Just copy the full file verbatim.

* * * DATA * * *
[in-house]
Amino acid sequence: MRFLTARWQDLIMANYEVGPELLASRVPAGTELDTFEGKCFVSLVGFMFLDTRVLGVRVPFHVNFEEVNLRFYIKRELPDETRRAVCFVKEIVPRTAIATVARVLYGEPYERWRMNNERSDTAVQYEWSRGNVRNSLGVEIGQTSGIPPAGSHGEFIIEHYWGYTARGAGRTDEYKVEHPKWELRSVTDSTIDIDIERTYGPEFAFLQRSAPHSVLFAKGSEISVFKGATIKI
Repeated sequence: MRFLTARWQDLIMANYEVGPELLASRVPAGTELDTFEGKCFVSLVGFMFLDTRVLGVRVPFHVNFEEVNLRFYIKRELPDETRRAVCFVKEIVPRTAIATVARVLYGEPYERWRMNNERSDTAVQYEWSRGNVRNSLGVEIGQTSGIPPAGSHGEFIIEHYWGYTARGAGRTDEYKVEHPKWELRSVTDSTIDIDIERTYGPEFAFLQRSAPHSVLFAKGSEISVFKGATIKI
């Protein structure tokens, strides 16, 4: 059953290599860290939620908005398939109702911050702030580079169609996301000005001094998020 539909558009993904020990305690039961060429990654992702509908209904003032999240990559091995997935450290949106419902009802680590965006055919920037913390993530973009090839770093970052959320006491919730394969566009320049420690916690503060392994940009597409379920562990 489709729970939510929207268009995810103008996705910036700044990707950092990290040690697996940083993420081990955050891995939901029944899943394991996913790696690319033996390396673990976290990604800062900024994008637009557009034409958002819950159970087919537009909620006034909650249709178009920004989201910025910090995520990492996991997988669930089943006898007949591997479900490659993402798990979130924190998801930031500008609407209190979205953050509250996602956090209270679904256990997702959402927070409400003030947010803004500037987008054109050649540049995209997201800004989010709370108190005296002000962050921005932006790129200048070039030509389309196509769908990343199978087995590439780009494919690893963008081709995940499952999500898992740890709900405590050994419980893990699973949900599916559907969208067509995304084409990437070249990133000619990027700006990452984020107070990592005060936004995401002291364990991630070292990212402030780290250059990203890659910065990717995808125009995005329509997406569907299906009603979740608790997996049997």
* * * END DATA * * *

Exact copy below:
[in-house]
Amino acid sequence: MRFLTARWQDLIMANYEVGPELLASRVPAGTELDTFEGKCFVSLVGFMFLDTRVLGVRVPFHVNFEEVNLRFYIKRELPDETRRAVCFVKEIVPRTAIATVARVLYGEPYERWRMNNERSDTAVQYEWSRGNVRNSLGVEIGQTSGIPPAGSHGEFIIEHYWGYTARGAGRTDEYKVEHPKWELRSVTDSTIDIDIERTYGPEFAFLQRSAPHSVLFAKGSEISVFKGATIKI
Repeated sequence: MRFLTARWQDLIMANYEVGPELLASRVPAGTELDTFEGKCFVSLVGFMFLDTRVLGVRVPFHVNFEEVNLRFYIKRELPDETRRAVCFVKEIVPRTAIATVARVLYGEPYERWRMNNERSDTAVQYEWSRGNVRNSLGVEIGQTSGIPPAGSHGEFIIEHYWGYTARGAGRTDEYKVEHPKWELRSVTDSTIDIDIERTYGPEFAFLQRSAPHSVLFAKGSEISVFKGATIKI
């Protein structure tokens, strides 16, 4: 059953290599860290939620908005398939109702911050702030580079169609996301000005001094998020 539909558009993904020990305690039961060429990654992702509908209904003032999240990559091995997935450290949106419902009802680590965006055919920037913390993530973009090839770093970052959320006491919730394969566009320049420690916690503060392994940009597409379920562990 489709729970939510929207268009995810103008996705910036700044990707950092990290040690697996940083993420081990955050891995939901029944899943394991996913790696690319033996390396673990976290990604800062900024994008637009557009034409958002819950159970087919537009909620006034909650249709178009920004989201910025910090995520990492996991997988669930089943006898007949591997479900490659993402798990979130924190998801930031500008609407209190979205953050509250996602956090209270679904256990997702959402927070409400003030947010803004500037987008054109050649540049995209997201800004989010709370108190005296002000962050921005932006790129200048070039030509389309196509769908990343199978087995590439780009494919690893963008081709995940499952999500898992740890709900405590050994419980893990699973949900599916559907969208067509995304084409990437070249990133000619990027700006990452984020107070990592005060936004995401002291364990991630070292990212402030780290250059990203890659910065990717995808125009995005329509997406569907299906009603979740608790997996049997």